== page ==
Ms. Long's suggestion that the ALJ's limitation to solitary work is inconsistent with his finding of only mild limitations in social functioning is flawed. The general categorization of limitations as "mild, " "moderate, " or "marked" does not translate precisely into any particular RFC restrictions in a given case. Moreover, to the extent that the ALJ included an unnecessary RFC restriction, the fact that jobs still existed even with the unnecessary restriction suggests that elimination of that restriction would result in the same outcome.

Ms. Long's next argument is that the ALJ's hypothetical to the VE did not track the opinion of state agency consultant Dr. Boyer, or any other medical source. In making that contention, however, Ms. Long relies on Dr. Boyer's categorization of her impairments as "mild" or "moderate."[1] Those categories are relevant to the step three listing analysis of the Paragraph B criteria for mental health listings. They are not directly material to an RFC or a hypothetical question, which should be presented in terms of practical, work-related restrictions.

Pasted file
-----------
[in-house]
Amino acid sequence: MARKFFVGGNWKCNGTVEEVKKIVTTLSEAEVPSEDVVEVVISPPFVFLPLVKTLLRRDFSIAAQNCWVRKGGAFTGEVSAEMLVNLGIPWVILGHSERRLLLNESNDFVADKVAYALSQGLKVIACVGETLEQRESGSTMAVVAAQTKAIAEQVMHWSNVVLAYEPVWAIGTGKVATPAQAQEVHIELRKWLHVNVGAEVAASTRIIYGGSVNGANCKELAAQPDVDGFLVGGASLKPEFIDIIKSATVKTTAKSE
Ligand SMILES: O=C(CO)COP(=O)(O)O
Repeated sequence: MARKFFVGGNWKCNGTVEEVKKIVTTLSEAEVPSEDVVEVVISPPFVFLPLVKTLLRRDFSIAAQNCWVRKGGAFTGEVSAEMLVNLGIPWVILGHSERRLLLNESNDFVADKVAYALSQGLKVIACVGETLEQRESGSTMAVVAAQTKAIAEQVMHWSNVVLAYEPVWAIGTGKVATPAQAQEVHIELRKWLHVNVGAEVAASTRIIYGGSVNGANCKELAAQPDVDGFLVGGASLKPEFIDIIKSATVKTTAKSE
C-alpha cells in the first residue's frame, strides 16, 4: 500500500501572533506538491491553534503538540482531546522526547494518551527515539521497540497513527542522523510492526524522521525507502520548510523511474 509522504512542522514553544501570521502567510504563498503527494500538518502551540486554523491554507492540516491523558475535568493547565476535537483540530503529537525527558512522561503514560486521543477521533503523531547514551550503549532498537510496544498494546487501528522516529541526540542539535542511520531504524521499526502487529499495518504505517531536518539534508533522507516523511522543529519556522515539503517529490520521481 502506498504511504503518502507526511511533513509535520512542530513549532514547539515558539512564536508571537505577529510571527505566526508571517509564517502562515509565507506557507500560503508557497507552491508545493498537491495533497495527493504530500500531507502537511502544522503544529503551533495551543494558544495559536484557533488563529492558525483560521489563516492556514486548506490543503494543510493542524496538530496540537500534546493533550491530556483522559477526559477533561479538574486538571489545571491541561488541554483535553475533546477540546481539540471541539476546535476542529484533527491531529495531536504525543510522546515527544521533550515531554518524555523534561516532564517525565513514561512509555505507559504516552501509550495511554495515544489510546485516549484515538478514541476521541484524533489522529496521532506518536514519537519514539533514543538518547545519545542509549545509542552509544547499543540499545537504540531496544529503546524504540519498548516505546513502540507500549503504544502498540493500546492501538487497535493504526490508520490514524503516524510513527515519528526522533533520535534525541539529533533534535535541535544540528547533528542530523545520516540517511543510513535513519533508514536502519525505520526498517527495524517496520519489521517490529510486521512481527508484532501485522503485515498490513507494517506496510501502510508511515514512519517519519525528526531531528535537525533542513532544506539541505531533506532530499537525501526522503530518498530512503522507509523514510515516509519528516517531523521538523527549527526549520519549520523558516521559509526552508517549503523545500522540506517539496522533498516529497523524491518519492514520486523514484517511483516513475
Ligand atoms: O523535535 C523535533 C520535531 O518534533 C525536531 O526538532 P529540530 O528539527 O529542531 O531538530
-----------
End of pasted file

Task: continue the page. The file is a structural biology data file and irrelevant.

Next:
Ms. Long contends that the ALJ should have assigned weight to the opinion of her treating counselor, Ms. Wells-Lay. Sources that are not medical doctors are considered "other sources." While ALJs are required to consider evidence from other sources, such as Ms. Wells-Lay, uch sources cannot give medical opinions or be entitled to controlling weight. See SSR 06-03p, 2006 WL 2329939, at *2. Under those governing principles, the ALJ adequately considered Ms. Wells-Lay's opinion. Although assigning the opinion "no weight, " the ALJ noted that Ms. Wells-Lay's concerns regarding public interaction and work stressors were addressed by the limitations he included in the RFC. (Tr. 19).